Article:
Venus and AdonisVen.681 How he outruns the wind, and with what care How he outruns the wind, and with what care,
Venus and AdonisVen.815 Look how a bright star shooteth from the sky, Looke how a bright star shooteth from the skye;
Venus and AdonisVen.837 How love makes young men thrall, and old men dote; How loue makes yong-men thrall, & old men dote,
Venus and AdonisVen.838 How love is wise in folly, foolish witty: How loue is wise in follie, foolish wittie:
Venus and AdonisVen.925 Look how the world's poor people are amazed Looke how, the worlds poore people are amazed,
Venus and AdonisVen.961 O, how her eyes and tears did lend and borrow! O how her eyes, and teares, did lend, and borrow,
Venus and AdonisVen.985 O hard-believing love, how strange it seems O hard beleeuing loue how strange it seemes!
Venus and AdonisVen.1015 ‘ O Jove,’ quoth she, ‘ how much a fool was I O Ioue quoth she, how much a foole was I,


 7 result(s).
cheerhow are you feeling
howhow much?, at what rate?
how[used in various discourse functions]
how nowexclamation of surprise or reproach
quousquehow much longer
schoolinstruct how to act, teach a part to
timewhat a question!, how dare you!


 3 result(s).
act, instruct how to school
feeling, how are youcheer
instruct how to actschool

Themes and Topics

 23 result(s).
Cousin... ham iii ii 102 claudius to hamlet how fares our cousin hamlet hamlet is his ...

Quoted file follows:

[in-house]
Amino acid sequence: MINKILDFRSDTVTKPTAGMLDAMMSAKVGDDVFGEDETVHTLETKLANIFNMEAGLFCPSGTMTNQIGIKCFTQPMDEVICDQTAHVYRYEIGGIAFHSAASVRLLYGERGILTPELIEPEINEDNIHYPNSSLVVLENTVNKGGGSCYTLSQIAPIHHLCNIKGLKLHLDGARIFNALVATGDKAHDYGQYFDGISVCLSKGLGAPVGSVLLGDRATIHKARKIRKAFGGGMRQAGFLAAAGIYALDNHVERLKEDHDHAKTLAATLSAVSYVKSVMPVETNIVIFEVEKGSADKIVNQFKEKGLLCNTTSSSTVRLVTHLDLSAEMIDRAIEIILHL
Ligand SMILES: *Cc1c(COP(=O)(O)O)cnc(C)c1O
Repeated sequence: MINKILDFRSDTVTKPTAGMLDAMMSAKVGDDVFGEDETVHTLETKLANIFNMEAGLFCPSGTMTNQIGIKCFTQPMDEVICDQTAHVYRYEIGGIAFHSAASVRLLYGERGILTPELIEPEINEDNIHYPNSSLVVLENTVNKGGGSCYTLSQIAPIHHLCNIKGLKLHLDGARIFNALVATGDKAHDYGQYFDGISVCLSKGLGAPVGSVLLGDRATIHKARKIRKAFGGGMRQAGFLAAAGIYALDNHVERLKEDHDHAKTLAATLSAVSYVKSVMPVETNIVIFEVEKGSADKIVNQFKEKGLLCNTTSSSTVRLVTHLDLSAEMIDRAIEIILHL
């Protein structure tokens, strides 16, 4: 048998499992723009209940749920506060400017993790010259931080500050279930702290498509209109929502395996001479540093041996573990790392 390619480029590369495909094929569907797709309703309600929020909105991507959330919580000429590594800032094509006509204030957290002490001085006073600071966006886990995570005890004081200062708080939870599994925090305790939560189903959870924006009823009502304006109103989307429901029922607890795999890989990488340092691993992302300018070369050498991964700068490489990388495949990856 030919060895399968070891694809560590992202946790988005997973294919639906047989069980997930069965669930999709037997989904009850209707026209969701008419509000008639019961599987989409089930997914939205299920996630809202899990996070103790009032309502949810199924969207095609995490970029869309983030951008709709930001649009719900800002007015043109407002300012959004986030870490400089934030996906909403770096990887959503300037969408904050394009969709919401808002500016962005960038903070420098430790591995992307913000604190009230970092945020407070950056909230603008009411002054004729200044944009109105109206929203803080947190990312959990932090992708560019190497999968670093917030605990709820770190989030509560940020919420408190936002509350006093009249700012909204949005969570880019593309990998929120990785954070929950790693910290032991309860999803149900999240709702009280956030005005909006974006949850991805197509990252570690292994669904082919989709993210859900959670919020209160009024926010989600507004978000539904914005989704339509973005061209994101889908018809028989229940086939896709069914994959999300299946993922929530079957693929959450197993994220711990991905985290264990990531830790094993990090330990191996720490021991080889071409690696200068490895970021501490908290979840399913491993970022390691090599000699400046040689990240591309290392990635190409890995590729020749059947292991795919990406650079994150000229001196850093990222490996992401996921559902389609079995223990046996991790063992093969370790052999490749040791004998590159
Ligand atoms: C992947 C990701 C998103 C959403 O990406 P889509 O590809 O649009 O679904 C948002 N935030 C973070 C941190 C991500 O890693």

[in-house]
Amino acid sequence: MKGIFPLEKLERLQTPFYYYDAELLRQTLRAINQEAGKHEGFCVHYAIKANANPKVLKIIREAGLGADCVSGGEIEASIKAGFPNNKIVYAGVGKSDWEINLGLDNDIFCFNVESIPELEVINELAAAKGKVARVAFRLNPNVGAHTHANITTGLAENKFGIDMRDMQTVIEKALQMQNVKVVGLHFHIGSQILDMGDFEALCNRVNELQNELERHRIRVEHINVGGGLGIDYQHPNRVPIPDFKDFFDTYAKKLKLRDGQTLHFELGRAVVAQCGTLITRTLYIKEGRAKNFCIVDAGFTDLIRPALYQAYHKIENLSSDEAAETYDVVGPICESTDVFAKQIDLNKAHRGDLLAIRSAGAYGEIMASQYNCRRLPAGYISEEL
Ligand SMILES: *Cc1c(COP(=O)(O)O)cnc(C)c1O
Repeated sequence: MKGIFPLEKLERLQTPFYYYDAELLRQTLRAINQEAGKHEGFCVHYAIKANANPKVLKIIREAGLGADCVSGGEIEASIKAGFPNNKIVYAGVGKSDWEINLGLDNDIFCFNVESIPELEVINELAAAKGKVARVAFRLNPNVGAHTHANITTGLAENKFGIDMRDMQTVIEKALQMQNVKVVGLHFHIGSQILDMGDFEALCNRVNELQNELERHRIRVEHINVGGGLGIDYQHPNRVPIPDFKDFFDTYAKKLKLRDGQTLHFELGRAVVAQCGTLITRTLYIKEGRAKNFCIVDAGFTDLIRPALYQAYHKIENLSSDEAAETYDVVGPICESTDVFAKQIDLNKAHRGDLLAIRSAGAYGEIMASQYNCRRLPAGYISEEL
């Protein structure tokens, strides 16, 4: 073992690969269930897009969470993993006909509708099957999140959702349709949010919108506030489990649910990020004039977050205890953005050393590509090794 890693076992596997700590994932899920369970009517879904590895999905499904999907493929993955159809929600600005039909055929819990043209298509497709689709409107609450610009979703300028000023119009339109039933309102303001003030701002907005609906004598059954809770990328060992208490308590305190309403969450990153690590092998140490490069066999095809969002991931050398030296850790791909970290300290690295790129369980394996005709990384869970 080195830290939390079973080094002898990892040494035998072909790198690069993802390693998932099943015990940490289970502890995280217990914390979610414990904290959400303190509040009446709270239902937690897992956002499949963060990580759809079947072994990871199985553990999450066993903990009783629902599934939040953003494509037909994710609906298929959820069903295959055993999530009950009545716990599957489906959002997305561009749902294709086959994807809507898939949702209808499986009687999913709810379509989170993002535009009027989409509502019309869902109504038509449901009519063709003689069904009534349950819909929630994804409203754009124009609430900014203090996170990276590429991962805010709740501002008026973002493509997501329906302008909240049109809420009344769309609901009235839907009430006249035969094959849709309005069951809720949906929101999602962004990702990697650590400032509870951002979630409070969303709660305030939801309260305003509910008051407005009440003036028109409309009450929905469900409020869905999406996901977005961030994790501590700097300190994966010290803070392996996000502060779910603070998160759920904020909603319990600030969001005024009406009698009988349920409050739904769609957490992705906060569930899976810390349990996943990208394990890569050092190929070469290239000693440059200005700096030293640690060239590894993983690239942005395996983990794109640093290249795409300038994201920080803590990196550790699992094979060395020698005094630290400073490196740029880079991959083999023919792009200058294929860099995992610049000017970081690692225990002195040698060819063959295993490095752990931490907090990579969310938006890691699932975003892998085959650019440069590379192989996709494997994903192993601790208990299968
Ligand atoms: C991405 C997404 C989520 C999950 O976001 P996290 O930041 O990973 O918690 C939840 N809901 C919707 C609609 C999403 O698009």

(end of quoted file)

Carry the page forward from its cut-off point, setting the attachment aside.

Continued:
Discourse markers...- within x some discourse features show how x is organizing the utterance and other...
... la you an you speak ill of the devil how he takes it at heart see look now ...
Elision... you > y’ tim i ii 128 you see how ample y’are beloved determiners [...
Exclamations...nation how kl i i 94 how how cordelia mend your speech a little ...
Functional shift...ii ii 250 shall sweet bianca practise how to bride it   child kl i...
Greetings...h century and although expressions with how are widespread they are generally diffe...
Here, there, and where...thereafter 2h4 iii ii 56 [shallow] how a score of ewes now [silence] thereafte...
How and how... how has always had a variety of interrogativ...
...ination with other words (as with modern how about ...
...about how come ) several present-day uses are to ...
...d in shakespearean english then as now how was used to express manner (‘i know...
...was used to express manner (‘i know how to curse’ tem i ii 364) and extent (‘ho...
...uctions (‘i’ll take the sacrament on’t how and which way you will’ aw iv iii 135) ...
...ay you will’ aw iv iii 135) the use of how now as a greeting or exclamation ( greet...
...es as adverb and as conjunction how location example gloss mm ...
...ife sir whom i detest [escenealus] how thy wife what [as exclamation] ...
...hat [as exclamation] ts iv iii 20 how say you to a fat tripe finely broiled ...
... ma iii i 59 i never yet saw man / how wise ...
...wise how noble however to whatever extent ...